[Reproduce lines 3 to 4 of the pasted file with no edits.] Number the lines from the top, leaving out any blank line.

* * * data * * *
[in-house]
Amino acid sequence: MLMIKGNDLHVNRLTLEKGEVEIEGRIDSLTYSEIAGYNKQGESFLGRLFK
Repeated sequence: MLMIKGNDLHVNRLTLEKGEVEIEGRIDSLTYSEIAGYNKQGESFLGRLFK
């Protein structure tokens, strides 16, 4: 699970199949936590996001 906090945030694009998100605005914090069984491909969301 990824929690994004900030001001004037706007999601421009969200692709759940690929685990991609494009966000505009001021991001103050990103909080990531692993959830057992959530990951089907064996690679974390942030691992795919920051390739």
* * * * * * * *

Repeated sequence: MLMIKGNDLHVNRLTLEKGEVEIEGRIDSLTYSEIAGYNKQGESFLGRLFK
């Protein structure tokens, strides 16, 4: 699970199949936590996001 906090945030694009998100605005914090069984491909969301 990824929690994004900030001001004037706007999601421009969200692709759940690929685990991609494009966000505009001021991001103050990103909080990531692993959830057992959530990951089907064996690679974390942030691992795919920051390739």